No one captured the isolation of the individual within the modern city like Edward Hopper. His imagery of figures within urban settings go well beyond their role as modern cityscapes, exposing the underbelly of the human experience. So while his oeuvre officially falls within the rubric of Realism, it offers a far more evocative look at life between the World Wars. By providing minimum action, stripping away almost any sign of life or mobility, and adding dramatic means of representation with striking lighting schemes in claustrophobic spaces, Hopper suggests something of the psychological inner life of his subjects, leading the way towards Abstract Expressionism. (The Art Story)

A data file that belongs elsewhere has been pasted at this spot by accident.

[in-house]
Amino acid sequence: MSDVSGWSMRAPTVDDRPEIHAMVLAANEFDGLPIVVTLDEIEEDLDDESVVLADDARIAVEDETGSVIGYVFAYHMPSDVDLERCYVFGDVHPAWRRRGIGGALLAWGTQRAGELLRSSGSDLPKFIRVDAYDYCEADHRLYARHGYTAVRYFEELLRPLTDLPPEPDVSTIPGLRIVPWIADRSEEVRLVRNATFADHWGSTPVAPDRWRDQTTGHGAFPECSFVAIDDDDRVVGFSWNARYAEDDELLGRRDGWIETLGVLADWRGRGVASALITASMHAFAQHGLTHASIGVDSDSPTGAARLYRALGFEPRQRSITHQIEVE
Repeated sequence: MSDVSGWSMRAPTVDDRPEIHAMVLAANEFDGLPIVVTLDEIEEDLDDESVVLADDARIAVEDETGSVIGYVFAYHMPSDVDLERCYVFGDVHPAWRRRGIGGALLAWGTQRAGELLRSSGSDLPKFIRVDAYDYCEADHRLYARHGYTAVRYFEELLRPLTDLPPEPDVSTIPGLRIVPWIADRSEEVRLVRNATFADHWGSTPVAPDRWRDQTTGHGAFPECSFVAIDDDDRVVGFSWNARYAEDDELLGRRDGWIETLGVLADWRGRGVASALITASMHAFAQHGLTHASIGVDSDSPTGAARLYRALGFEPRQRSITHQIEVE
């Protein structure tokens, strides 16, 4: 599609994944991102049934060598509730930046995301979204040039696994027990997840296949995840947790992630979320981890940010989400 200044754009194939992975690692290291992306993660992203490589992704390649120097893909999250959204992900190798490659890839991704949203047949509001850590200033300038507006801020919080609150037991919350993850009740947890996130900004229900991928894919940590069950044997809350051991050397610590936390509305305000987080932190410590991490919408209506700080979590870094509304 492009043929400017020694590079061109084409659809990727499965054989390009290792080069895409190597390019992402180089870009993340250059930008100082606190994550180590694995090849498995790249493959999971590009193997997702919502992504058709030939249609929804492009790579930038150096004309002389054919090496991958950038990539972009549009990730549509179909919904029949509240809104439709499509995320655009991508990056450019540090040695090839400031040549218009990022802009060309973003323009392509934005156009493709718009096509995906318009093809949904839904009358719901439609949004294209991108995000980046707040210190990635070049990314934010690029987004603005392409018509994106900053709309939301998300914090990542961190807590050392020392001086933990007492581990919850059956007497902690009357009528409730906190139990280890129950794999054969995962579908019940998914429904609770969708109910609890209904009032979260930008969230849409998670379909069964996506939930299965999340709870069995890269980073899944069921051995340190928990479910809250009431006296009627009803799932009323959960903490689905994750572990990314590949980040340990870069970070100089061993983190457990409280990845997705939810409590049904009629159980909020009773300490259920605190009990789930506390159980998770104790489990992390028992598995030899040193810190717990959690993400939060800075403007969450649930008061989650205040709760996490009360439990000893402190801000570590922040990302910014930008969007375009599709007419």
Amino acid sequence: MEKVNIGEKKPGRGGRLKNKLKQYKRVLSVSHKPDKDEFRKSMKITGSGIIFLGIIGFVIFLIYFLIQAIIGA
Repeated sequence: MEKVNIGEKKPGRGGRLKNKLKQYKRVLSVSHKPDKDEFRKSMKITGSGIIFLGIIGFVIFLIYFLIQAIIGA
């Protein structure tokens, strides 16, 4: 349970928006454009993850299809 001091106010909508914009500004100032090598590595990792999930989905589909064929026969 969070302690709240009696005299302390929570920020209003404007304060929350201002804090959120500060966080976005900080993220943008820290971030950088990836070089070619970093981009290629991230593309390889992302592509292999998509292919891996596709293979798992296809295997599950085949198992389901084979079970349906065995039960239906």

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Each week, we scour the internet for the most significant, surprising, and outrageous art news—helping you stay informed (an…
The Week Ahead
Let us curate your week with this set of daily suggestions for what to enjoy on our platform and on your Meural Canvas.
Marco Cazzulini's "Botanical Gardens"
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